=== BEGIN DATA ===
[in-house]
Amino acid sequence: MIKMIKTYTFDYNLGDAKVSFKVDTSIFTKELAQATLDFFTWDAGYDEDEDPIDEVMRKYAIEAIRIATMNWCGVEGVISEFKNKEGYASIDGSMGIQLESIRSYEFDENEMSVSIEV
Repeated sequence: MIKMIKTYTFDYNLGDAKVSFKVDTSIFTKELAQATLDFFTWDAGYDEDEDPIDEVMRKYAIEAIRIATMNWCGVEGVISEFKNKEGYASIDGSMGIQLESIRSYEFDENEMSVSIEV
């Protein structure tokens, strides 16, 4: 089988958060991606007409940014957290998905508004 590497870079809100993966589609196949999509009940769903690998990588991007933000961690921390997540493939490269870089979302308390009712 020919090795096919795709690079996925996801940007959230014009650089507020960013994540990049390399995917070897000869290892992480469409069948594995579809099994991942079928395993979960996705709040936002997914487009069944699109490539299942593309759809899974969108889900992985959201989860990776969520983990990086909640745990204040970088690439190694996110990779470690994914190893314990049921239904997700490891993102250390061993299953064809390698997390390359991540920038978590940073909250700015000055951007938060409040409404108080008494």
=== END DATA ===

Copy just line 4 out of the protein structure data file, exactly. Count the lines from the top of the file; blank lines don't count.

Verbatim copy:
């Protein structure tokens, strides 16, 4: 089988958060991606007409940014957290998905508004 590497870079809100993966589609196949999509009940769903690998990588991007933000961690921390997540493939490269870089979302308390009712 020919090795096919795709690079996925996801940007959230014009650089507020960013994540990049390399995917070897000869290892992480469409069948594995579809099994991942079928395993979960996705709040936002997914487009069944699109490539299942593309759809899974969108889900992985959201989860990776969520983990990086909640745990204040970088690439190694996110990779470690994914190893314990049921239904997700490891993102250390061993299953064809390698997390390359991540920038978590940073909250700015000055951007938060409040409404108080008494």